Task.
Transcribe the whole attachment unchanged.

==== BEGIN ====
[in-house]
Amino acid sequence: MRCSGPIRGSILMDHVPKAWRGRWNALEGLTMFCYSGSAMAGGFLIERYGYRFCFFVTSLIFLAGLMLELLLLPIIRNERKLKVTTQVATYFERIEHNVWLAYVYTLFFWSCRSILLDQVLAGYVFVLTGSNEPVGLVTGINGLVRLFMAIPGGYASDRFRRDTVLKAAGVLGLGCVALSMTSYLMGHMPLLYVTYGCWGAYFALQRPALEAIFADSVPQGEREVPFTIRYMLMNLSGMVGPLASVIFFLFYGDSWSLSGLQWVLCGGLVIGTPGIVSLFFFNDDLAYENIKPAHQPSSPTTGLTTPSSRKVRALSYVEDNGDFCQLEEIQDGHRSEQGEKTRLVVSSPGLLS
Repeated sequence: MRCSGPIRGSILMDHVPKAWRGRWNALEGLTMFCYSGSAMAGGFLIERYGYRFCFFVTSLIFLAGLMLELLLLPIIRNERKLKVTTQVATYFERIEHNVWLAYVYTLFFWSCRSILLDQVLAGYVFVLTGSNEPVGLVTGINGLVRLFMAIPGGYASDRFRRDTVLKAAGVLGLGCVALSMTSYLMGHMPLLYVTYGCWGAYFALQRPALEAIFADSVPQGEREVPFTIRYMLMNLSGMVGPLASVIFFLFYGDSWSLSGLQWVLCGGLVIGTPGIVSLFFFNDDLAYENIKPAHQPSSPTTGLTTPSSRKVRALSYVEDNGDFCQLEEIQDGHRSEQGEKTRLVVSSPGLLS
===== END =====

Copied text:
[in-house]
Amino acid sequence: MRCSGPIRGSILMDHVPKAWRGRWNALEGLTMFCYSGSAMAGGFLIERYGYRFCFFVTSLIFLAGLMLELLLLPIIRNERKLKVTTQVATYFERIEHNVWLAYVYTLFFWSCRSILLDQVLAGYVFVLTGSNEPVGLVTGINGLVRLFMAIPGGYASDRFRRDTVLKAAGVLGLGCVALSMTSYLMGHMPLLYVTYGCWGAYFALQRPALEAIFADSVPQGEREVPFTIRYMLMNLSGMVGPLASVIFFLFYGDSWSLSGLQWVLCGGLVIGTPGIVSLFFFNDDLAYENIKPAHQPSSPTTGLTTPSSRKVRALSYVEDNGDFCQLEEIQDGHRSEQGEKTRLVVSSPGLLS
Repeated sequence: MRCSGPIRGSILMDHVPKAWRGRWNALEGLTMFCYSGSAMAGGFLIERYGYRFCFFVTSLIFLAGLMLELLLLPIIRNERKLKVTTQVATYFERIEHNVWLAYVYTLFFWSCRSILLDQVLAGYVFVLTGSNEPVGLVTGINGLVRLFMAIPGGYASDRFRRDTVLKAAGVLGLGCVALSMTSYLMGHMPLLYVTYGCWGAYFALQRPALEAIFADSVPQGEREVPFTIRYMLMNLSGMVGPLASVIFFLFYGDSWSLSGLQWVLCGGLVIGTPGIVSLFFFNDDLAYENIKPAHQPSSPTTGLTTPSSRKVRALSYVEDNGDFCQLEEIQDGHRSEQGEKTRLVVSSPGLLS